Comments and Requests for a Public Hearing

Before these proposed regulations are adopted as final regulations, consideration will be given to any Start Printed Page 33145comments that are timely submitted to the IRS as prescribed in this preamble under the Addresses heading. The Treasury Department and the IRS specifically request comments on all aspects of the proposed rules. All comments will be available for public inspection and copying at www.regulations.gov or upon request. A public hearing will be scheduled if requested in writing by any person that timely submits written comments. If a public hearing is scheduled, notice of the date, time and place for the public hearing will be published in the Federal Register.

Statement of Availability of IRS Documents

IRS Revenue Procedures, Revenue Rulings, notices, and other guidance cited in this document are published in the Internal Revenue Bulletin (or Cumulative Bulletin) and are available from the Superintendent of Documents, U.S. Government Printing Office, Washington, DC 20402, or by visiting the IRS website at www.irs.gov.

Drafting Information

The principal drafters of these regulations are Josephine Firehock, Rose E. Jenkins, and Jorge M. Oben of the Office of Associate Chief Counsel (International). Other personnel from the Treasury Department and the IRS also participated in the development of these regulations.

Start List of Subjects

List of Subjects in 26 CFR Part 1

  • Income taxes
  • Reporting and recordkeeping requirements
End List of Subjects

Withdrawal of Proposed Regulations

Accordingly, under the authority of 26 U.S.C. 7805, the notice of proposed rulemaking (REG-108214-15) that was published in the Federal Register on April 24, 2015, (80 FR 50814) is withdrawn.

Proposed Amendments to the Regulations

Accordingly, 26 CFR part 1 is proposed to be amended as follows:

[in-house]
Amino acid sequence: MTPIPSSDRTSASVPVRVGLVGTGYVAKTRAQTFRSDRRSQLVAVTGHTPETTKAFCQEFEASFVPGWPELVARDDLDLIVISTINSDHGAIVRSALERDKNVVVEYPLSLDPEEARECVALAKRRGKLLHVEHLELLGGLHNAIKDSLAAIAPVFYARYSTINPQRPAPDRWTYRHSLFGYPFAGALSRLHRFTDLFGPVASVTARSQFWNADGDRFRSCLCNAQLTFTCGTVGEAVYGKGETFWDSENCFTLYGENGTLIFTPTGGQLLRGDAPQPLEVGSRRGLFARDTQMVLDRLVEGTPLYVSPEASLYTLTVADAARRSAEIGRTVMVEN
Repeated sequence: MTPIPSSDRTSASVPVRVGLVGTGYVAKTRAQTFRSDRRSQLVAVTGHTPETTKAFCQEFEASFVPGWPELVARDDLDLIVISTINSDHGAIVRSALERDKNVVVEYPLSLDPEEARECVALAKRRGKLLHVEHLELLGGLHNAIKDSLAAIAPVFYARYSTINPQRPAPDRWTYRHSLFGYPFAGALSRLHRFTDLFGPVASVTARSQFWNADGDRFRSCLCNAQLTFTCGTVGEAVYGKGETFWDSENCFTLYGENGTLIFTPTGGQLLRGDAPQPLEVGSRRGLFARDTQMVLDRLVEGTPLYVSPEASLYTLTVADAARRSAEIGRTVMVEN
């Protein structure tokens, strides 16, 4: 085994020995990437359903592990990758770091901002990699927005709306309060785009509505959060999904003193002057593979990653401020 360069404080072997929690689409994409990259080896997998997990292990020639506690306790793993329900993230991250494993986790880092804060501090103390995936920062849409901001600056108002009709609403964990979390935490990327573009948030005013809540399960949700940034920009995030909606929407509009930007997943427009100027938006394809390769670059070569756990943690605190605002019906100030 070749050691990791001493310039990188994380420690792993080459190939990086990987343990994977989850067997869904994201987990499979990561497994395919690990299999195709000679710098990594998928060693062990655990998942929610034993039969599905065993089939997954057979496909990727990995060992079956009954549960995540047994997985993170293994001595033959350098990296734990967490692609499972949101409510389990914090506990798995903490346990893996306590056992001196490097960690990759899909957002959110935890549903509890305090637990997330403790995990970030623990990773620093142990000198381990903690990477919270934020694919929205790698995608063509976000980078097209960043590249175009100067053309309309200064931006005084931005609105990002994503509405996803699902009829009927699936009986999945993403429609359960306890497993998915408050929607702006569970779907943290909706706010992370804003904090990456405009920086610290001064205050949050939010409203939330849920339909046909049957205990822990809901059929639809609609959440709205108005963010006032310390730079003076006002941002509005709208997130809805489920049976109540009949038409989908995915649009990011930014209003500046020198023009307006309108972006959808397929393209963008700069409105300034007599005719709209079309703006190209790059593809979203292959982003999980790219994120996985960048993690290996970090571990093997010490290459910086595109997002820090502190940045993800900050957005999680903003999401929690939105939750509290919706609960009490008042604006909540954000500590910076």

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PART 1—INCOME TAXES

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Paragraph 1. The authority citation for part 1 is amended by adding entries for §§ 1.1297-1, 1.1297-2, 1.1297-4, 1.1298-2, and 1.1298-4 in numerical order to read in part as follows:

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Authority: 26 U.S.C. 7805 * * *

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Section 1.1297-1 also issued under 26 U.S.C. 1298(g).

Section 1.1297-2 also issued under 26 U.S.C. 1298(g).

* * * * *

Section 1.1297-4 also issued under 26 U.S.C. 1297(b)(2)(B) and 1298(g).

* * * * *

Section 1.1298-2 also issued under 26 U.S.C. 1298(b)(3) and (g).

Section 1.1298-4 also issued under 26 U.S.C. 1298(g).

* * * * *
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Par. 2. Section 1.1291-0 is amended by revising the heading for § 1.1291-1 and adding entries for § 1.1291-1(b)(8)(iv)(A) and (B), (b)(8)(iv)(B)(1) and (2), (b)(8)(iv)(C), and (b)(8)(iv)(C)(1) and (2) to read as follows:

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Treatment of shareholders of certain passive foreign investment companies; table of contents.
* * * * *

§ 1.1291-1 Taxation of United States persons that indirectly own PFIC stock.

* * * * *

(b) * * *

(8) * * *

(iv) * * *

(A) Example 1.

(B) Example 2.

(1) Facts.

(2) Results.

(C) Example 3.

(1) Facts.

(2) Results.

* * * * *
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Par. 3. Section 1.1291-1 is amended by: